Wilson shrugged. "She resented you, House. Increasingly she was demanding that I move on in life without you mooching off of me and hurting me. I'd argue that you were my best friend and for all your faults I wasn't going to turn my back on you for anyone. I've been pushing you away to please her and make it easier for me to be with her but when I thought you'd been killed, I realized what was truly important to me, and she didn't even make the list. So I told her we were through and gave her a week to move out of the loft. She left three days ago. I thought it would hurt to see her go, but actually it…didn't. You were right about her—again."

House's heart rate sped up and it was reflected on the heart monitor but he didn't care. The Harpy was gone and not because she dumped Wilson but because Wilson dumped her—in favor of him. House had dodged the bullet with Cuddy's name on it, unlike in his…dream? Hallucination? Vision? Whatever it had been, it had not really occurred and for that he was nearly ecstatic. He hadn't relapsed, or gone to prison either. If the past three years—or twenty-eight days—had taught House anything, it was that he needed to be honest with Wilson now and damn the consequences rather than play it safe and risk wasting years playing dodge-ball with his heart. Life was short and unpredictable and he refused to waste any more time waiting for Wilson to take the initiative.

"Wilson, I need to tell you something," House told him and then waited for his best friend to respond.

"Does this have to do with what you said earlier?" Wilson asked him carefully. "When you were telling me about losing me to cancer you referred to me as both your best friend and lover. House, in your dream…were we actually sleeping together? You know, friends with benefits?"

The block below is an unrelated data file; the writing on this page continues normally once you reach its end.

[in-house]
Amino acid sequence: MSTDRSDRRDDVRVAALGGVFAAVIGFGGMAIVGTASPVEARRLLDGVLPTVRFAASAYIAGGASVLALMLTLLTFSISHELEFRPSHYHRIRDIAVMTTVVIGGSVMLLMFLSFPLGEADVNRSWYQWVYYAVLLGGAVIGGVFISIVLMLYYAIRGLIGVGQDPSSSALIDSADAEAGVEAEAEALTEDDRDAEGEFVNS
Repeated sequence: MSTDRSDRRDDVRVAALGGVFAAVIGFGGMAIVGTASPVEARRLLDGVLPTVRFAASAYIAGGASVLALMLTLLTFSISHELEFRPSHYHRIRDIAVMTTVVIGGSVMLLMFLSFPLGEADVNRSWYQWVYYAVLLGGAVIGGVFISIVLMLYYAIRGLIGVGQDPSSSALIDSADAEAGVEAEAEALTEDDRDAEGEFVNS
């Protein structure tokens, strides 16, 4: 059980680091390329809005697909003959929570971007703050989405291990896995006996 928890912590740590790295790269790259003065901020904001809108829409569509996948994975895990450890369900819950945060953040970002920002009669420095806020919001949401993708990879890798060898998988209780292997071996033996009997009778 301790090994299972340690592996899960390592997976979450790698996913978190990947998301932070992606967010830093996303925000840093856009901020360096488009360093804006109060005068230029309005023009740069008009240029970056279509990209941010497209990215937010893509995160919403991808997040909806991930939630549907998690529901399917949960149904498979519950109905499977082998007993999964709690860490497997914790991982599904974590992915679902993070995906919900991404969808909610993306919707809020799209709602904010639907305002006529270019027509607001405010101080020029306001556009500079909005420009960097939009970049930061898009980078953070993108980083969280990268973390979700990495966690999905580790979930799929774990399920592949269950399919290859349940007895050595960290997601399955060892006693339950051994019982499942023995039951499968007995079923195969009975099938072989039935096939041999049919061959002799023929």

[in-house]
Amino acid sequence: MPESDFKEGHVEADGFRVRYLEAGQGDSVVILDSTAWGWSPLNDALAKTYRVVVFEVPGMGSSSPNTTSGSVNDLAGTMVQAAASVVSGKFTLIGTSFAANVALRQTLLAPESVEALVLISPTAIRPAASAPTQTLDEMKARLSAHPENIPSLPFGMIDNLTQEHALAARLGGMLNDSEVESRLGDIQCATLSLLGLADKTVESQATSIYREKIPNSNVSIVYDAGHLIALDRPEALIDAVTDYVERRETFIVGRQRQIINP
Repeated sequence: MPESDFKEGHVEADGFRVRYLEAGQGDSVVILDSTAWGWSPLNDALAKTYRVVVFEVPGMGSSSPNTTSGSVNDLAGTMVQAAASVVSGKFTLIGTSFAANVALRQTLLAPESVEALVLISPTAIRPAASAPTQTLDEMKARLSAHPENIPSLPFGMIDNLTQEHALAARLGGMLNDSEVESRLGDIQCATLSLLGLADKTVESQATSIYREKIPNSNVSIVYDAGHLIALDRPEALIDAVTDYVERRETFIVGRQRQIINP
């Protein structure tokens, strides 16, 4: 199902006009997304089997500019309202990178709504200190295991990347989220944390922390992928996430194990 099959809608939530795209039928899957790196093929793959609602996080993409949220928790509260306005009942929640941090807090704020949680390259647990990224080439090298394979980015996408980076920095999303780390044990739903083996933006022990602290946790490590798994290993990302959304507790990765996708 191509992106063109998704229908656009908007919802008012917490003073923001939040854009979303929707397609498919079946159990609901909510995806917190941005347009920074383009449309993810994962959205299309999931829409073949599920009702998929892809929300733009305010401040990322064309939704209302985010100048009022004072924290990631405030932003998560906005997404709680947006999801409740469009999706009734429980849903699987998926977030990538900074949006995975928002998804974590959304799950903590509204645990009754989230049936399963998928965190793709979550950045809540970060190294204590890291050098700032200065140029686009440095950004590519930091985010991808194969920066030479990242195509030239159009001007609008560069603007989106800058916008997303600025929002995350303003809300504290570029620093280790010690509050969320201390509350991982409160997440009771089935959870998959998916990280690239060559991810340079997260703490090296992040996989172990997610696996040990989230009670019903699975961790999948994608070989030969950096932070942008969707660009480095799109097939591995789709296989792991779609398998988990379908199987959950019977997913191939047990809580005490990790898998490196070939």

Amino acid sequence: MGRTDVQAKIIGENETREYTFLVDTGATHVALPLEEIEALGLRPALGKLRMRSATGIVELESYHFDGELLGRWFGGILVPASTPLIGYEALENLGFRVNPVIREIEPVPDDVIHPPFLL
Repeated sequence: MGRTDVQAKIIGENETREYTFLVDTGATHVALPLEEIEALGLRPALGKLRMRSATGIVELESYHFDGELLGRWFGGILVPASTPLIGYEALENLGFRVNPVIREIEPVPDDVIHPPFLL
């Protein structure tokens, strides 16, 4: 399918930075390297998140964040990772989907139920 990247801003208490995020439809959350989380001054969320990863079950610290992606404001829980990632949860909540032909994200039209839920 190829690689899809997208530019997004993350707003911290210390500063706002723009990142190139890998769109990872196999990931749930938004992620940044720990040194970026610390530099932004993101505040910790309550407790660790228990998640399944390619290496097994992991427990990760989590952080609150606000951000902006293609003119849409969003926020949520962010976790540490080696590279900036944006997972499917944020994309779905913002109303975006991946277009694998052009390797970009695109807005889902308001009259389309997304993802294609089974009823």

House sighed. This was the moment of truth, carpe diem.

"No," he answered. Wilson's eyes widened slightly. "Oh. Uh, yeah. So, um, what were we exactly?"

"I told you," House answered, forcing back the anxiety he felt. "We were lovers. It was more than just fuck buddies, Wilson. I told you that…that I—"

"Loved me?" Wilson ventured helpfully.


Wilson took a deep breath. "So, uh…do you really? Love me, that is?"

House couldn't find his voice so he simply nodded, lowering his gaze and waiting tensely for Wilson to get up from the bed and storm out of the cubicle, never to return. Just because Dream Wilson had loved him didn't mean that Real Wilson did.

"I see," Wilson said, exhaling heavily. "Well, I guess it does make sense."

"It…does?" House looked up at him again. No, don't do it, don't hope!

"Yeah." Wilson scooted about an inch closer to House. "Our odd, screwed-up friendship is the longest lasting relationship either of us has ever had. No matter what happens, we can't stay away—we keep coming back. And we've never really been just best friends, have we? People we don't even know suspect or outright believe that we're gay and, well, I can only speak for myself but as I sat here day after day hoping that you'd wake up I realized that you are and always have been the most important person in the world to me. I…love you, too."

"I have to be hallucinating," House told him, his heart feeling lighter than it had for years; or twenty-eight days, take your pick.

"Did you take any Vicodin in the past two months?"Wilson asked.

"I relapsed in my dream," House answered.

Wilson shook his head and smiled. "Doesn't count. In real life—did you take any?"

"No," House told him, smiling a tiny bit. He managed to hold Wilson's eyes, which were so vibrant, so alive!

Reaching out, Wilson took House's hand in both of his. "Then I guess we're okay." He slowly leaned toward House, his eyes zeroed in on the older man's lips.

"Yeah," House managed to whisper before Wilson's lips found his and his eyes fluttered closed.